Paulina Gamus, one of the directors of Espacio Anna Frank and a former member of the Venezuelan parliament, said the allegations against her and her organization were spurious.

“They accuse [Espacio Anna Frank] of belonging to the Mossad and the Israeli secret services only because we are an institution that promotes respect of different religions and cultures and have a Jewish component, although we are all Venezuelans,” she wrote in an email.

Venezuelan Jews told JTA they were not surprised that SEBIN, the Bolivarian Intelligence Service, has been spying on them.

State security raided Jewish institutions twice, in 2004 and 2007, and Chavez has accused Israel of financing the “counter-revolution” in Venezuela. In 2009, a Caracas synagogue was ransacked by an angry mob — including several police officers — following Operation Cast Lead, the 2009 Israeli military campaign in Gaza. Chavez condemned the synagogue attack and several suspects were arrested.

Combined with a failing economy and a surge in violent crime, the hostility from the Chavez government has led to a Jewish exodus to the United States, Israel and other Latin American countries. Fewer than half the 1999 Jewish population of 22,000 remains.

Rabbi Pynchas Brener is among those who relocated. A vocal critic of Chavez, Brener is identified in the SEBIN documents as the Mossad's chief spymaster in Venezuela. One chart places him at the head of an intricate web of informants and cover-up operations that report directly to the Israeli intelligence service and the American and Canadian embassies in Caracas.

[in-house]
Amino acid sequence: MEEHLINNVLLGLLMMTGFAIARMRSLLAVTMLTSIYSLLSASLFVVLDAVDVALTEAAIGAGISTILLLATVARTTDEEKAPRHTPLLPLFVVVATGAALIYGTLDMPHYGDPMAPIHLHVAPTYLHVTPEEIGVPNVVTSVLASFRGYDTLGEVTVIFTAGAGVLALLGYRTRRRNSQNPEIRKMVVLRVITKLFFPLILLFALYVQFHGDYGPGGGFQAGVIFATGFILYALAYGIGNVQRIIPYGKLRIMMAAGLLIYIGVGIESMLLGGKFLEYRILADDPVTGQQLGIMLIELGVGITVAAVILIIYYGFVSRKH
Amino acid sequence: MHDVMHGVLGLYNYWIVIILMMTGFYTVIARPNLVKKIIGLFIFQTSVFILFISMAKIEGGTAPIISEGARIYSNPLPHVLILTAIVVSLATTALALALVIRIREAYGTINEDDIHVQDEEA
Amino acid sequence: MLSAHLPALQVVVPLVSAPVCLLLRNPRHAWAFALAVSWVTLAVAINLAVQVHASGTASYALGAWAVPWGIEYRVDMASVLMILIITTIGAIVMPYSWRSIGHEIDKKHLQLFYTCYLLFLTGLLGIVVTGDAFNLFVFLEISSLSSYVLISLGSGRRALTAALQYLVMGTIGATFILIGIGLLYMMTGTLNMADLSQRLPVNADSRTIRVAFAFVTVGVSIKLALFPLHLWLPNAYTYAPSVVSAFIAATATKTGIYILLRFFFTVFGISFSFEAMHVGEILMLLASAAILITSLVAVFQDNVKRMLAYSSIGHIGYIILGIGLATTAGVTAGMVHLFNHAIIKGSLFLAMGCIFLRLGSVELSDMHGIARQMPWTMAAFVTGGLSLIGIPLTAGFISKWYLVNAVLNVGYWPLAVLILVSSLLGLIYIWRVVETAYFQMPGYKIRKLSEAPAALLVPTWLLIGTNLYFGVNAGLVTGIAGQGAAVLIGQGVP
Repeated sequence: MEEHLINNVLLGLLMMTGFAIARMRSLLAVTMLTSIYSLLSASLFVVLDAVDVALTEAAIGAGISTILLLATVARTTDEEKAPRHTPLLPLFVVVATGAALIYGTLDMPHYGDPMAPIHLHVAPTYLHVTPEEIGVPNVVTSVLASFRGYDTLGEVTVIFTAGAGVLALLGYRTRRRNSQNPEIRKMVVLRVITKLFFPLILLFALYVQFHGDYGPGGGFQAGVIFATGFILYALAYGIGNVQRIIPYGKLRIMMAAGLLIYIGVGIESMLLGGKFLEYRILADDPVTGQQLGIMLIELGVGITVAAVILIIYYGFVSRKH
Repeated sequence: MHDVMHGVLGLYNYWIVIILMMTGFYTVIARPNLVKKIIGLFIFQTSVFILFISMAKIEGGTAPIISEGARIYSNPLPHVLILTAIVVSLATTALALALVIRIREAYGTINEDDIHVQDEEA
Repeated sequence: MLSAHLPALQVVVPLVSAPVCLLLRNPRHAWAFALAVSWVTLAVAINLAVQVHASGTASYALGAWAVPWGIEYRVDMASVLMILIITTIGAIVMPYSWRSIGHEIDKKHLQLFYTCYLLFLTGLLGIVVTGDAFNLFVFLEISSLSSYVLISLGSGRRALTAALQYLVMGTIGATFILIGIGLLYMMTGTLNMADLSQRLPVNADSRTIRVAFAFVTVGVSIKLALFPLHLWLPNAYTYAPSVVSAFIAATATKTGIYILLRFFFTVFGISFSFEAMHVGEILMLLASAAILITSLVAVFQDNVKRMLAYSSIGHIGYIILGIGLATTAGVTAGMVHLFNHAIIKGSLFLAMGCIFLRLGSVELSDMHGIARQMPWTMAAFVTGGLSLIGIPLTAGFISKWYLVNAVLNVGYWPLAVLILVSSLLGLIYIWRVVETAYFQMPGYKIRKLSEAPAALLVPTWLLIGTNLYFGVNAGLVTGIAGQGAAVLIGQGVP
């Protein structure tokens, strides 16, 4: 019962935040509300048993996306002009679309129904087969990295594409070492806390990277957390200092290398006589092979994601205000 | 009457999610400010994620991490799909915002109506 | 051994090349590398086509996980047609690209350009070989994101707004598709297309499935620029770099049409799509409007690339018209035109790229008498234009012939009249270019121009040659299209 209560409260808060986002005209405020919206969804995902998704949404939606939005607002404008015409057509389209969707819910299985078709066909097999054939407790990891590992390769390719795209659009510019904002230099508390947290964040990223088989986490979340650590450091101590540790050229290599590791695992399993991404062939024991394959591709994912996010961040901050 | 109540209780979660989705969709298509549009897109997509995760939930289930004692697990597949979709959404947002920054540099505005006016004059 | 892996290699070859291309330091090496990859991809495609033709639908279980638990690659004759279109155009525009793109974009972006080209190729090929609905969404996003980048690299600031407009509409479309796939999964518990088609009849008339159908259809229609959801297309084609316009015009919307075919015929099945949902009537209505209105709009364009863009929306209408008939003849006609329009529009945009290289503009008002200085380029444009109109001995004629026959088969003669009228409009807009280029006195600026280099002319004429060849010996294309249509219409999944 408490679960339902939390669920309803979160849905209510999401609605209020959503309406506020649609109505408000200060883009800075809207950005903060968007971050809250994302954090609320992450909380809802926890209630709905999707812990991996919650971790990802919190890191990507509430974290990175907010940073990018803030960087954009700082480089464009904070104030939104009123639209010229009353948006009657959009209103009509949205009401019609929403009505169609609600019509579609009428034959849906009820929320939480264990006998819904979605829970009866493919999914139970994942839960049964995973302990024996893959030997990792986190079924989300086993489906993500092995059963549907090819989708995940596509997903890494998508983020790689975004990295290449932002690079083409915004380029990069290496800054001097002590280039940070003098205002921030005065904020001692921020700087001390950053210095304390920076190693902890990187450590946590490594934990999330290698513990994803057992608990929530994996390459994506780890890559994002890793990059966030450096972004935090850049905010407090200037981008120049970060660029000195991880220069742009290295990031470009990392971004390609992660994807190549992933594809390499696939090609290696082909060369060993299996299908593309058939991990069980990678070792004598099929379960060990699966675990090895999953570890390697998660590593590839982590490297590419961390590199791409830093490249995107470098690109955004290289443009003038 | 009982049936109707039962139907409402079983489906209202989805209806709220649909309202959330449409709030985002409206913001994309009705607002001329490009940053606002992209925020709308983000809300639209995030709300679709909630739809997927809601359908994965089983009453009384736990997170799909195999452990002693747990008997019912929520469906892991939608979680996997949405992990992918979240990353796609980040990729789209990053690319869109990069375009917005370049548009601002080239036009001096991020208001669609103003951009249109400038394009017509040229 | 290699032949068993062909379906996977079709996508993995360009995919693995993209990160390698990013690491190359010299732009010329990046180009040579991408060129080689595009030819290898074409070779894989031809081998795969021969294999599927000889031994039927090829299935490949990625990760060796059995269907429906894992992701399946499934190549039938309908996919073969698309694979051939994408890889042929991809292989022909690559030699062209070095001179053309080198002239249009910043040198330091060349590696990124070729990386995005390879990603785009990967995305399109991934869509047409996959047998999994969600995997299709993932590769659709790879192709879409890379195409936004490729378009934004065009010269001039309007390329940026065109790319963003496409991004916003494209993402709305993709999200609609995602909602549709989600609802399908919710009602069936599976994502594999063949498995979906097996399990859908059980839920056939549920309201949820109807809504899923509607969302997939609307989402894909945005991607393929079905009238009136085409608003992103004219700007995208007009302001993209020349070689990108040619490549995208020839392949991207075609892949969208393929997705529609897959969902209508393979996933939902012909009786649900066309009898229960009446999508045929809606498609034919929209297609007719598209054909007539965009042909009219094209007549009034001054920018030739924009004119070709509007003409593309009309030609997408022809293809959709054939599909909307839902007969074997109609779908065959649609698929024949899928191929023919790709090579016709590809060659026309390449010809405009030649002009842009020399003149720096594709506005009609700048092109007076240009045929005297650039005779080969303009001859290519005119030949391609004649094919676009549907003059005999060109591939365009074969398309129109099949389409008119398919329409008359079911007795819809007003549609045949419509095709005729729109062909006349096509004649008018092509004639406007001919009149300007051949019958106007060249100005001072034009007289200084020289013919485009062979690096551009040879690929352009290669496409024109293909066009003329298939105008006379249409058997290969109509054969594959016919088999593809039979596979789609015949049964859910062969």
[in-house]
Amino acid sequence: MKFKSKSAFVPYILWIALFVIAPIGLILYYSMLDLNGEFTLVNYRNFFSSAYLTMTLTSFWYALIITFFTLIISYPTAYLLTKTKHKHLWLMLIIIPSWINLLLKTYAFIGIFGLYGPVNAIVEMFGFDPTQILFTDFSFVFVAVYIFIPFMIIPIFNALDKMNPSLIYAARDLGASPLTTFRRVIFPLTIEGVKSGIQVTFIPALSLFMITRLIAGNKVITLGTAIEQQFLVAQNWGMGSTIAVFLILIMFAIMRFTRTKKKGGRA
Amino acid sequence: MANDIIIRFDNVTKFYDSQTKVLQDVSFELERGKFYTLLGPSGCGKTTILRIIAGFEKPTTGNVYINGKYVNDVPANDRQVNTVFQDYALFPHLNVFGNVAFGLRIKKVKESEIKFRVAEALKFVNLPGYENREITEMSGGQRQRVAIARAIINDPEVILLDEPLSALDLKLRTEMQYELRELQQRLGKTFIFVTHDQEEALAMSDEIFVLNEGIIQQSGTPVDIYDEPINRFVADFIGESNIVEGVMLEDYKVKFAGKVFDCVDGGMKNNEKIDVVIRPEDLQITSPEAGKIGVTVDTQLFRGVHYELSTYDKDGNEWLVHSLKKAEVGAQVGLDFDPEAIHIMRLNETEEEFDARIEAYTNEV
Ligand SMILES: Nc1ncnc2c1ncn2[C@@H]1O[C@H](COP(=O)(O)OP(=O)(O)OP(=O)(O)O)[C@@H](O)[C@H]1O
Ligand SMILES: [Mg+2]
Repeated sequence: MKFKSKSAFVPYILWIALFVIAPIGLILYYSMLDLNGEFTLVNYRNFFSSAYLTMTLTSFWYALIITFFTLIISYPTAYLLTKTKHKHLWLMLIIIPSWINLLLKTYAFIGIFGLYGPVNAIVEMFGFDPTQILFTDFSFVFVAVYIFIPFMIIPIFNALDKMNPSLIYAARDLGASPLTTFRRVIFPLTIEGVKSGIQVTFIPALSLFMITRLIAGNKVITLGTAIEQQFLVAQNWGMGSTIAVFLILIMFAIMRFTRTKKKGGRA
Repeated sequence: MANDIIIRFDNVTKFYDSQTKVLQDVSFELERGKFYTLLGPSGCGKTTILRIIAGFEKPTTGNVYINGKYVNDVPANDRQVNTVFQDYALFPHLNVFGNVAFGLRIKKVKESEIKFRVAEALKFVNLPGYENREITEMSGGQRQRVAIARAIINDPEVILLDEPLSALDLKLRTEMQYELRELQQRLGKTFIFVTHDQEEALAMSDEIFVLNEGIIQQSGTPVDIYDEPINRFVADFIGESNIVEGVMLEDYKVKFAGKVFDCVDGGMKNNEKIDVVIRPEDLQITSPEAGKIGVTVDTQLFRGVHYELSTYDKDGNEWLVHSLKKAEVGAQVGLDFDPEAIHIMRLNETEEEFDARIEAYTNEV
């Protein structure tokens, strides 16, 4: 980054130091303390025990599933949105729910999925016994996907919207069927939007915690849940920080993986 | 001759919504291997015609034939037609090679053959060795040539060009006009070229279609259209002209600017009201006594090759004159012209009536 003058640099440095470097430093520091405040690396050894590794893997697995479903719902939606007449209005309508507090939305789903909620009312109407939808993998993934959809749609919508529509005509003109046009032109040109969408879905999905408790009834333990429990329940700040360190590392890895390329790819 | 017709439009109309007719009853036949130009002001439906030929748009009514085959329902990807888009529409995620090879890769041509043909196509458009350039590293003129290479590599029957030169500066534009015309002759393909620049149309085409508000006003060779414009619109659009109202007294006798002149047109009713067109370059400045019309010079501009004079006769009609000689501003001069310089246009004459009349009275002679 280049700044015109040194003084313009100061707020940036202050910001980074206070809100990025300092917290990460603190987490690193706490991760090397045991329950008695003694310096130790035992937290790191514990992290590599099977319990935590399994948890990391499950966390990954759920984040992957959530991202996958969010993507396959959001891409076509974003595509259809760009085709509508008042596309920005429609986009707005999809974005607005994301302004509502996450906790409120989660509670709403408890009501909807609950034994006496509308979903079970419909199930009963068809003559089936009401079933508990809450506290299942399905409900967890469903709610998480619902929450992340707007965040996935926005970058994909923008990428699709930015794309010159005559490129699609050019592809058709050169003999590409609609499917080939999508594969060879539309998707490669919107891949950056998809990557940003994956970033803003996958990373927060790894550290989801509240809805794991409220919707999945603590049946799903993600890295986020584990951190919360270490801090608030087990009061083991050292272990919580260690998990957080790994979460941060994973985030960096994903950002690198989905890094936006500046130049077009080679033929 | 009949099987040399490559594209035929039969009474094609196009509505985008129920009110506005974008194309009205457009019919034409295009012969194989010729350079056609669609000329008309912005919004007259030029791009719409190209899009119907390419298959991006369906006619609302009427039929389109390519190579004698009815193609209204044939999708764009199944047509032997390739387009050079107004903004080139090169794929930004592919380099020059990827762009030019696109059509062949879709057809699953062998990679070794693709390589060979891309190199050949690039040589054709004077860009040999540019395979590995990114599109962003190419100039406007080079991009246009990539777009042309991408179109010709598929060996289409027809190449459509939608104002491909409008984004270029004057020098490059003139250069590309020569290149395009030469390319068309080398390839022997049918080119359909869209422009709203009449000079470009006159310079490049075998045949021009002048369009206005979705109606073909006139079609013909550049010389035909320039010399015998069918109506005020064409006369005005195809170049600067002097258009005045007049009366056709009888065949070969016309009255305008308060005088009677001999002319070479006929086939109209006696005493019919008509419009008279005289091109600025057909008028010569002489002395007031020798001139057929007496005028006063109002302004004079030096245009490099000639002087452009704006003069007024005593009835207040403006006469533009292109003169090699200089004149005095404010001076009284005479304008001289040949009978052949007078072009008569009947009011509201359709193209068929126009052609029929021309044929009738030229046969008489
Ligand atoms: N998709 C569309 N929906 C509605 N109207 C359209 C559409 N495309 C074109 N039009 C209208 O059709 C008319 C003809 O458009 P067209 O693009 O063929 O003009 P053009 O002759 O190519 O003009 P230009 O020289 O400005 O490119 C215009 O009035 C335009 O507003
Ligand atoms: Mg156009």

“I'm not a Mossad agent — you can write that — and I never was one,” Brener told JTA. “Maybe I'll be one in the future.”

Born in Poland, Brener was raised in Peru and led a congregation in Caracas for 44 years before retiring to Florida in 2011. He said he was labeled a spymaster because he was among Venezuela’s more visible Jews.

“Venezuela is the most tolerant society that I know,” Brener said. “There's almost zero anti-Semitism. But the government has been cultivating it.”

The leaks come at a potentially pivotal time for Venezuela. Chavez has not been seen in public in months since undergoing an operation related to an unspecified form of cancer. The government vows that the self-proclaimed revolutionary leader will recover and be sworn in for his fourth successive presidential term. But rumors abound that he is terminally ill.

For many members of the Jewish community, the possible departure of Chavez from Venezuelan politics would be a cause for renewed hope. Last month Ronald Lauder, the president of the World Jewish Congress, met in Caracas with Nicolas Maduro, the vice president and temporary fill-in for Chavez. The meeting, which included several Latin American Jewish leaders, seemed to hint at a possible rapprochement.

“[Maduro] is not Chavez,” Gamus said. “He does not have his charisma or character, and he is not influenced by the anti-Semitic ideologies like those that Chavez had.”